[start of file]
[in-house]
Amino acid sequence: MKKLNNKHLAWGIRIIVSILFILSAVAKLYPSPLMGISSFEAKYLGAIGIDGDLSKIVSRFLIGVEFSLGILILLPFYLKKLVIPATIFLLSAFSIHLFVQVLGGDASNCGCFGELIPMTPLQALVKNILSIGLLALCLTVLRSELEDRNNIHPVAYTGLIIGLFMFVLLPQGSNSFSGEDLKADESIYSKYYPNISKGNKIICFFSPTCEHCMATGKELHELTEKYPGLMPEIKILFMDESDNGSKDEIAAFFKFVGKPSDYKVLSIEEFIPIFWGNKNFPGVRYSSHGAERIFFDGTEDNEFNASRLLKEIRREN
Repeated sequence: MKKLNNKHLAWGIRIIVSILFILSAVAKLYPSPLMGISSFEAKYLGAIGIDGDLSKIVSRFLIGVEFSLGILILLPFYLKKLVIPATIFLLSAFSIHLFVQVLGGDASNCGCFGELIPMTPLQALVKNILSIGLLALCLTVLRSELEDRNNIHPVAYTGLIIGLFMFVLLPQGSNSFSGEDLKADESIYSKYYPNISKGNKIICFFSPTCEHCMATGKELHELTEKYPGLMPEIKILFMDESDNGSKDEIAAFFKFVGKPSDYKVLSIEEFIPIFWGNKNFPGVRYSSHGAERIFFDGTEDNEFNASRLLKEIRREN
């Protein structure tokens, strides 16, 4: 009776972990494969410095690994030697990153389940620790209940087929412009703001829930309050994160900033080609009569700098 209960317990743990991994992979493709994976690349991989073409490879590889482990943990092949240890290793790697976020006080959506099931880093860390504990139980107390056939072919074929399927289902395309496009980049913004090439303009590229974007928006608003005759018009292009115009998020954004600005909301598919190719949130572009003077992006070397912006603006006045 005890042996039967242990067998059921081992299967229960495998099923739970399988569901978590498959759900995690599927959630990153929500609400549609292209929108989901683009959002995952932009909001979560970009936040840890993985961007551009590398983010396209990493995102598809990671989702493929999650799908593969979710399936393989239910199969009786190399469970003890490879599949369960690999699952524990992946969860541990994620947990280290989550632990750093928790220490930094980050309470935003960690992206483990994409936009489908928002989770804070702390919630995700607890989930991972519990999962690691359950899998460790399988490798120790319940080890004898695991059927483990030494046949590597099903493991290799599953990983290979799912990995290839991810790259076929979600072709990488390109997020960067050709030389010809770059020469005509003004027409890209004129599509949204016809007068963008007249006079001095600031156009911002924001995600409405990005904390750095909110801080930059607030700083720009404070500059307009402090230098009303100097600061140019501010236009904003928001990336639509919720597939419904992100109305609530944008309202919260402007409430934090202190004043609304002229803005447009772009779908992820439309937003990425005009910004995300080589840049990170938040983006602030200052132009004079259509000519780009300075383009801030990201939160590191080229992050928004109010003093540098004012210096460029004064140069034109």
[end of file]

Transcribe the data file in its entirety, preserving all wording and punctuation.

[in-house]
Amino acid sequence: MKKLNNKHLAWGIRIIVSILFILSAVAKLYPSPLMGISSFEAKYLGAIGIDGDLSKIVSRFLIGVEFSLGILILLPFYLKKLVIPATIFLLSAFSIHLFVQVLGGDASNCGCFGELIPMTPLQALVKNILSIGLLALCLTVLRSELEDRNNIHPVAYTGLIIGLFMFVLLPQGSNSFSGEDLKADESIYSKYYPNISKGNKIICFFSPTCEHCMATGKELHELTEKYPGLMPEIKILFMDESDNGSKDEIAAFFKFVGKPSDYKVLSIEEFIPIFWGNKNFPGVRYSSHGAERIFFDGTEDNEFNASRLLKEIRREN
Repeated sequence: MKKLNNKHLAWGIRIIVSILFILSAVAKLYPSPLMGISSFEAKYLGAIGIDGDLSKIVSRFLIGVEFSLGILILLPFYLKKLVIPATIFLLSAFSIHLFVQVLGGDASNCGCFGELIPMTPLQALVKNILSIGLLALCLTVLRSELEDRNNIHPVAYTGLIIGLFMFVLLPQGSNSFSGEDLKADESIYSKYYPNISKGNKIICFFSPTCEHCMATGKELHELTEKYPGLMPEIKILFMDESDNGSKDEIAAFFKFVGKPSDYKVLSIEEFIPIFWGNKNFPGVRYSSHGAERIFFDGTEDNEFNASRLLKEIRREN
């Protein structure tokens, strides 16, 4: 009776972990494969410095690994030697990153389940620790209940087929412009703001829930309050994160900033080609009569700098 209960317990743990991994992979493709994976690349991989073409490879590889482990943990092949240890290793790697976020006080959506099931880093860390504990139980107390056939072919074929399927289902395309496009980049913004090439303009590229974007928006608003005759018009292009115009998020954004600005909301598919190719949130572009003077992006070397912006603006006045 005890042996039967242990067998059921081992299967229960495998099923739970399988569901978590498959759900995690599927959630990153929500609400549609292209929108989901683009959002995952932009909001979560970009936040840890993985961007551009590398983010396209990493995102598809990671989702493929999650799908593969979710399936393989239910199969009786190399469970003890490879599949369960690999699952524990992946969860541990994620947990280290989550632990750093928790220490930094980050309470935003960690992206483990994409936009489908928002989770804070702390919630995700607890989930991972519990999962690691359950899998460790399988490798120790319940080890004898695991059927483990030494046949590597099903493991290799599953990983290979799912990995290839991810790259076929979600072709990488390109997020960067050709030389010809770059020469005509003004027409890209004129599509949204016809007068963008007249006079001095600031156009911002924001995600409405990005904390750095909110801080930059607030700083720009404070500059307009402090230098009303100097600061140019501010236009904003928001990336639509919720597939419904992100109305609530944008309202919260402007409430934090202190004043609304002229803005447009772009779908992820439309937003990425005009910004995300080589840049990170938040983006602030200052132009004079259509000519780009300075383009801030990201939160590191080229992050928004109010003093540098004012210096460029004064140069034109």